The Army underwent significant change during Garrett's term as CGS. In March 1959, he chaired the first meeting of the Military Board at the new Army Headquarters in Canberra, following its move from Melbourne. Alan Stretton, executive officer to the Military Board at the time, recalled Garrett's sense of humour and "most informal" manner. In August, the CGS announced to his senior officers a radical reorganisation of the Army that would strengthen the regular forces and reduce reliance on the CMF, which since Federation had formed the backbone of Australia's military. This plan included the abolition of National Service, to which the Federal government had already agreed, and the introduction of a "pentropic" divisional structure. Garrett championed the pentropic structure to overcome what he saw as the weakness of the traditional battalion for overseas deployments, and to ensure compatibility with the US Army's pentomic formations. The Australian Army's traditional "triangular" divisional structure of three infantry battalions under a brigade headquarters was to be replaced with an organisation consisting of five larger battalions (hence "pentropic") without a brigade layer between division and battalion headquarters. The plan was opposed by CMF officers as it would result in the disbandment of the citizens' brigades and many of the old militia battalions. Under the new structure the CMF would not only shrink, its units would lose traditional ties to local communities through the establishment of new multi-battalion state-based regiments, leading to suspicion in some quarters that the entire process was designed to demolish the CMF.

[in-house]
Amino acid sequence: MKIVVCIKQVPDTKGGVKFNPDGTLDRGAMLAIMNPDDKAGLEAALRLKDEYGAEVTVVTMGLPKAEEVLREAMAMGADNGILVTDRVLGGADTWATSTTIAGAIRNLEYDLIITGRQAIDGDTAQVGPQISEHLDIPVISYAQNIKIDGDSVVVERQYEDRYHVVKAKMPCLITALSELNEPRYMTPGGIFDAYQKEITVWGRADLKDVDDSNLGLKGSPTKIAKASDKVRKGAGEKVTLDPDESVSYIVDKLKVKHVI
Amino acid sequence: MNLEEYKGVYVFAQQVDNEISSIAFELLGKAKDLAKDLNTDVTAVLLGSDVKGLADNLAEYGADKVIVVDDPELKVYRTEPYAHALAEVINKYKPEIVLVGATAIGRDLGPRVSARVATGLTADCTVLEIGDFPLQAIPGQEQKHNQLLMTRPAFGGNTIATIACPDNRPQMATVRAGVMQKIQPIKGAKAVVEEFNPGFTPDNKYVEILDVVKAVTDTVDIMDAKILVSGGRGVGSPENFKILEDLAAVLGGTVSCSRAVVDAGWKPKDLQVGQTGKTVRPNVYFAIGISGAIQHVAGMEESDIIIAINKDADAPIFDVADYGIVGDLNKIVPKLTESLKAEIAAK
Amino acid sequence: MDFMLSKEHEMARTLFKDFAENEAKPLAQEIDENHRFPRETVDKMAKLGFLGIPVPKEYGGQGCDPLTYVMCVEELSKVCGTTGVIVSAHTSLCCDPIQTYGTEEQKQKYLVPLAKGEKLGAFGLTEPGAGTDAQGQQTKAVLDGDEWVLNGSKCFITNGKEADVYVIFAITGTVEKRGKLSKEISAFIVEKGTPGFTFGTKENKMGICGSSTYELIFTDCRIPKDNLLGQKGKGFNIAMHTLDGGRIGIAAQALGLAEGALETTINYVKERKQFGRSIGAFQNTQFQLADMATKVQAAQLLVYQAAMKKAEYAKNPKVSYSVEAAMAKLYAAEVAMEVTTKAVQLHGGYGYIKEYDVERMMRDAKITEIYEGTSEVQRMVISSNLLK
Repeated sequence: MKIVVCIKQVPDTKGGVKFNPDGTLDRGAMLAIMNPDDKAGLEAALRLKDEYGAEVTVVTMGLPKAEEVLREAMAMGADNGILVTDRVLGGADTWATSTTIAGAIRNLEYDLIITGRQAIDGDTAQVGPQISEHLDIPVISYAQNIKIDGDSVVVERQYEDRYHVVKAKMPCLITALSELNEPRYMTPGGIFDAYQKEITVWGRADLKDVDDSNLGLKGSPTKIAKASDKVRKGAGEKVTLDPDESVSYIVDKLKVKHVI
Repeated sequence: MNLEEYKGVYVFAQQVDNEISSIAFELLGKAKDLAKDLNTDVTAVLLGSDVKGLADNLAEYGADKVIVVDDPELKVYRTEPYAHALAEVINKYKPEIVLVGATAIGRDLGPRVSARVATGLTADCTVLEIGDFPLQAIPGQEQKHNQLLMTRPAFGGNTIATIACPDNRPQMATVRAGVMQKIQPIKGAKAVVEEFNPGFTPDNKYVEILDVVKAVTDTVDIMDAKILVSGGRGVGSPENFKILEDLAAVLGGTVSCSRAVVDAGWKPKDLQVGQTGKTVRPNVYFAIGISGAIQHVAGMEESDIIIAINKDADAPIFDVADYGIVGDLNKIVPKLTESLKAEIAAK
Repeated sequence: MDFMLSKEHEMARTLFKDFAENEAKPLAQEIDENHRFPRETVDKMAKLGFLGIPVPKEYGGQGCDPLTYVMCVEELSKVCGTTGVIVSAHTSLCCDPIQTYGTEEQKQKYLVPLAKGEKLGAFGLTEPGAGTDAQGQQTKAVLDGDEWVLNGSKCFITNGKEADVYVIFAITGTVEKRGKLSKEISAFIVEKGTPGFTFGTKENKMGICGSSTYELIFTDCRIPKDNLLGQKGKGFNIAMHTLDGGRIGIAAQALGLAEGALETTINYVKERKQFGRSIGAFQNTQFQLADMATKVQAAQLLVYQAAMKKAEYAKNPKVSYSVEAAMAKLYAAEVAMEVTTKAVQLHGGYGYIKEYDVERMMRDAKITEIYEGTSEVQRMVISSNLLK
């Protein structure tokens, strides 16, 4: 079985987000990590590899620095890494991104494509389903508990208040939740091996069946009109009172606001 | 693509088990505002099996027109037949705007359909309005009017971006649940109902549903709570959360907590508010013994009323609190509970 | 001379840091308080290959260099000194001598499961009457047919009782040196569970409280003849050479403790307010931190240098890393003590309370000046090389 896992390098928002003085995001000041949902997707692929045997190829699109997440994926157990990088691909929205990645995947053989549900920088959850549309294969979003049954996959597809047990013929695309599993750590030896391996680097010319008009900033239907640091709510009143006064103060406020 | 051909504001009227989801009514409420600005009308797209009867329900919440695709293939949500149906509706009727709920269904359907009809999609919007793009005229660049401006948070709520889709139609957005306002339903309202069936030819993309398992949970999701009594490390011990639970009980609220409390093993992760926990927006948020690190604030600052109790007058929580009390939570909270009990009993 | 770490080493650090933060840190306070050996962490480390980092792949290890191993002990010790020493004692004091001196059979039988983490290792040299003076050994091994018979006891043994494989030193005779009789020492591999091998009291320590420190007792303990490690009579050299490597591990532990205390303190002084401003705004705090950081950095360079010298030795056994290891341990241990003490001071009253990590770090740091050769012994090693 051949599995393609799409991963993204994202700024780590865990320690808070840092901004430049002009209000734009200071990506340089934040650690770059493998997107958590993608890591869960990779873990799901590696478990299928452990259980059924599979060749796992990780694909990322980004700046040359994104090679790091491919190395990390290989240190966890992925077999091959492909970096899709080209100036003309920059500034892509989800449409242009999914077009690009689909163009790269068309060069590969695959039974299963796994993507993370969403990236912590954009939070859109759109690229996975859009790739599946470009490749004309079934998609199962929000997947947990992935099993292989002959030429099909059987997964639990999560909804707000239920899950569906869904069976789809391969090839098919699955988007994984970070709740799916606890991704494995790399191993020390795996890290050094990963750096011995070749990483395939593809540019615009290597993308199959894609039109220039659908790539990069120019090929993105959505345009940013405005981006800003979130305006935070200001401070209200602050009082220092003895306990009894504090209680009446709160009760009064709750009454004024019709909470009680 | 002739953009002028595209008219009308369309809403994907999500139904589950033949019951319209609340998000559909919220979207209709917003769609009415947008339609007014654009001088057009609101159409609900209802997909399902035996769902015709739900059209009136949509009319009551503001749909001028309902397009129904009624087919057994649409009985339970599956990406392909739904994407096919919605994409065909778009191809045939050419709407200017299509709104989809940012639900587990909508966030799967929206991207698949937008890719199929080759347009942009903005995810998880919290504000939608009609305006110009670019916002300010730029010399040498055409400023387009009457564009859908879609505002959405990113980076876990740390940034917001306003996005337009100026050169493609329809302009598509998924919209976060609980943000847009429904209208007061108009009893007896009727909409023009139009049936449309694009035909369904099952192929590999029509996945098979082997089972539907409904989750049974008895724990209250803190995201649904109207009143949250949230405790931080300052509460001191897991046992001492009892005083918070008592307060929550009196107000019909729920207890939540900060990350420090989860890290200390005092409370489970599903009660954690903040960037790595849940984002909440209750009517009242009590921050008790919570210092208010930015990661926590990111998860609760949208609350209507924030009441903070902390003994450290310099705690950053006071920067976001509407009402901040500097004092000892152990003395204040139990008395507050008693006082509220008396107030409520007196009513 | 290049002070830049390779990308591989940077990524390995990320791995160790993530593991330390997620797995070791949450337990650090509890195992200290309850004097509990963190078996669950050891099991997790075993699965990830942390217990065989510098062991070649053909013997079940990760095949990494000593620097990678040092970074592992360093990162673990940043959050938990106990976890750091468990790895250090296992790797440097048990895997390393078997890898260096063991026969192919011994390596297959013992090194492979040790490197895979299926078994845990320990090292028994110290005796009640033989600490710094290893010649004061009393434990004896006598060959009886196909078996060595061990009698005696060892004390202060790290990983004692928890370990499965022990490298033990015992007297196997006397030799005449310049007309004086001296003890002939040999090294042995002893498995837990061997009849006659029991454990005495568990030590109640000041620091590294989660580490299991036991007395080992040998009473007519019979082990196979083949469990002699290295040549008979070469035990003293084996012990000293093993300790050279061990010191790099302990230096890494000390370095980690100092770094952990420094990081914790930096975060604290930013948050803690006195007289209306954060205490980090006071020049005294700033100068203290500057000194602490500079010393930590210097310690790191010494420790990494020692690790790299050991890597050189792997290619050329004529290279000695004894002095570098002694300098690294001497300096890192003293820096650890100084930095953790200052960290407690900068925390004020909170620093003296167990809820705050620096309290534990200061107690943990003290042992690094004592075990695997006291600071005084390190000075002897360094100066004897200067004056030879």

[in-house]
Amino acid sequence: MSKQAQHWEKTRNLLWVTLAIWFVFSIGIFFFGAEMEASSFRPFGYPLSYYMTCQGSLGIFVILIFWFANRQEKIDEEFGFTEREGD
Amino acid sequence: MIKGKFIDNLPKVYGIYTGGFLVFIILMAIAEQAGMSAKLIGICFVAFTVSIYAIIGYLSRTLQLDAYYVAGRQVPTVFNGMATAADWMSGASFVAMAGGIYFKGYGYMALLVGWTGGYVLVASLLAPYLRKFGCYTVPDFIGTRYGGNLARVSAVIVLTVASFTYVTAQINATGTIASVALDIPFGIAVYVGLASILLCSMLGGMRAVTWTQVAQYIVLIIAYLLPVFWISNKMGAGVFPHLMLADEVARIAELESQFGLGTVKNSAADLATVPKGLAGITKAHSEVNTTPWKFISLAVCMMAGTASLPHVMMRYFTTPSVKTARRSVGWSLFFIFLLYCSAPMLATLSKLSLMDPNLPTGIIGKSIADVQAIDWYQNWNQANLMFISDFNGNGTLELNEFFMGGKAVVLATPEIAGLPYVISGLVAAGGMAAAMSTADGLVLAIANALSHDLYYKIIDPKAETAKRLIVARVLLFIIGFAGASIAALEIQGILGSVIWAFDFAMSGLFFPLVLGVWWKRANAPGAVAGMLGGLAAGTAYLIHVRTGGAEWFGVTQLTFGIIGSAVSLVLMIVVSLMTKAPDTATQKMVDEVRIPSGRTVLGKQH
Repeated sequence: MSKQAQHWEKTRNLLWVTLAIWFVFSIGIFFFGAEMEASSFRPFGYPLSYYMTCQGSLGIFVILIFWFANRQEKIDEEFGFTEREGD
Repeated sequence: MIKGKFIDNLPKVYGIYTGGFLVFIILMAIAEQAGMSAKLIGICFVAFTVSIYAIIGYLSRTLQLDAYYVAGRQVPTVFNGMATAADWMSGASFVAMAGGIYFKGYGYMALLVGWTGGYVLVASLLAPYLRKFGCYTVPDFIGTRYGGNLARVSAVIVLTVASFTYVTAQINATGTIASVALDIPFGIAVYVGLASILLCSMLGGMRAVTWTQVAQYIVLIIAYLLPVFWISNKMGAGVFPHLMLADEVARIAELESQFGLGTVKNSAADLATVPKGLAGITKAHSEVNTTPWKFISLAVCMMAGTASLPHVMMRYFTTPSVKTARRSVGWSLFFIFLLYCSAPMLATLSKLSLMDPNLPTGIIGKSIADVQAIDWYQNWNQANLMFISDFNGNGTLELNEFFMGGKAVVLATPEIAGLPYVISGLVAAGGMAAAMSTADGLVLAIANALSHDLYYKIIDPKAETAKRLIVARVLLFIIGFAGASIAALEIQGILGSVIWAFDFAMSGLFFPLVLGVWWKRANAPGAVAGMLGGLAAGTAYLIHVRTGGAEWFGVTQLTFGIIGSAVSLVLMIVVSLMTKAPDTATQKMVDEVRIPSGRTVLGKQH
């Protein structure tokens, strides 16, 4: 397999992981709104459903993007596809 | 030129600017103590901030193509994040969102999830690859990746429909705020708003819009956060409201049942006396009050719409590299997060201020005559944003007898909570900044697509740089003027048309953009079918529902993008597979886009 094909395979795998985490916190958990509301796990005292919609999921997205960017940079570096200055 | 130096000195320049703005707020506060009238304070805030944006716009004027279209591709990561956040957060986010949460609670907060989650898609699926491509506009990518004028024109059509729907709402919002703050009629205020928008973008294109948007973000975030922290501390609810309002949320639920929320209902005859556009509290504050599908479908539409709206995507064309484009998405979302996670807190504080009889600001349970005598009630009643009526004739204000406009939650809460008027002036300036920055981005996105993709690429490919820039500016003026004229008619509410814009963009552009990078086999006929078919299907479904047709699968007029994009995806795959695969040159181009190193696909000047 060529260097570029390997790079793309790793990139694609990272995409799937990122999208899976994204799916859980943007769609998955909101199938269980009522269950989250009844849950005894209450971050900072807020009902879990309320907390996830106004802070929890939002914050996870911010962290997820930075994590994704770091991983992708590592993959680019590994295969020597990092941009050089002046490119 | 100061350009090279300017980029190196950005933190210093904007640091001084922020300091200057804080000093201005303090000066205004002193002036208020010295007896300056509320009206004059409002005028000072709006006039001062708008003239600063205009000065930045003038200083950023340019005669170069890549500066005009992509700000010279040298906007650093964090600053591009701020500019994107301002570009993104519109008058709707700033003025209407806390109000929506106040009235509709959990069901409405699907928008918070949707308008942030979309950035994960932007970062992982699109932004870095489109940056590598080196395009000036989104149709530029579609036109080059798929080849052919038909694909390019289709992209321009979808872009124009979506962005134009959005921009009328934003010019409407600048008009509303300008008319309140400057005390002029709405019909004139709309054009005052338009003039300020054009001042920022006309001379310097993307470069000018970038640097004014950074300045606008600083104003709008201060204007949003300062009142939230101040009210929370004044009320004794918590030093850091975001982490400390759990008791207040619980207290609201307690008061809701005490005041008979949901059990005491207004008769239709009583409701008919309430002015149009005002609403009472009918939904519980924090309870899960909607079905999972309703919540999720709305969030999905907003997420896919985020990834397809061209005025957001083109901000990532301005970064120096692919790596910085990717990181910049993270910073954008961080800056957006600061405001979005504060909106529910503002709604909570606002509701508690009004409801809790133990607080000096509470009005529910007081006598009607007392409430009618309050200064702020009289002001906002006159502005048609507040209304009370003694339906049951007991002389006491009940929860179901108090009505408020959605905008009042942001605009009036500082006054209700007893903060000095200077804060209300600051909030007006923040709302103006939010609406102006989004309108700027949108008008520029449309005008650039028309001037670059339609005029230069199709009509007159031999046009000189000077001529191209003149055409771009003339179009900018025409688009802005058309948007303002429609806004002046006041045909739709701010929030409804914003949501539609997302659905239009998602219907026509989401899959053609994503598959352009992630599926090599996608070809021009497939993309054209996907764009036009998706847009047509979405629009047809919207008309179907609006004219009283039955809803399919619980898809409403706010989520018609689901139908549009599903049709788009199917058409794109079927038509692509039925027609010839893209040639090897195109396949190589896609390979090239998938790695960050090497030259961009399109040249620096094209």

—Lieutenant General Garrett, 22 December 1959
Garrett was concerned not only with changing the Army's organisation but with upgrading its equipment; by the early 1960s the Army would acquire the FN 7.62mm rifle, the M60 machine gun, the M101 105mm howitzer, the M113 armoured personnel carrier, and new mortars and radios. He also advocated strongly for the Army to operate its own helicopters and light aircraft; the Australian Army Aviation Corps was eventually established in July 1968. Garrett was scheduled to retire from the Army on his sixtieth birthday in February 1960 but the government extended his term. He retired on 30 June 1960 and was succeeded by Lieutenant General Reg Pollard, whom Garrett had recommended for the post in the face of opposition from the Minister for the Army, John Cramer, who had attempted to appoint Major General Ivan Dougherty, a retired CMF officer. Although Garrett's proposed reorganisation of the Army along pentropic lines went ahead under Pollard, it proved short-lived. The US Army abandoned the system in June 1961, and the Australian Army returned to the triangular formation following a review commissioned by Pollard's successor as CGS, Lieutenant General Sir John Wilton, in October 1964.
On retiring from the military, Garrett became principal of the Australian Administrative Staff College, a private institution delivering courses to senior business and government personnel at Mount Eliza, Victoria. During his four-year tenure, he lobbied for the reintroduction of conscription, and when the Federal government brought in a new selective service scheme in 1965, he was invited to draw the first ballot of names. Garrett also recommended that the Army should have a division prepared for war at all times. He served as honorary colonel of the Royal Australian Regiment and the Royal Western Australia Regiment from 1960 until 1965, when he was appointed Chairman of the Western Australian Coastal Shipping Commission, a position he held until 1970. He died on 4 November 1977 at Mornington, Victoria, and was cremated. His wife had died earlier, and he was survived by his two children.
Lieutenant General Sir Henry Wells
| Chief of the General Staff
Lieutenant General Sir Reg Pollard
Lieutenant General Horace Robertson
| General Officer Commanding Southern Command
Lieutenant General Hector Edgar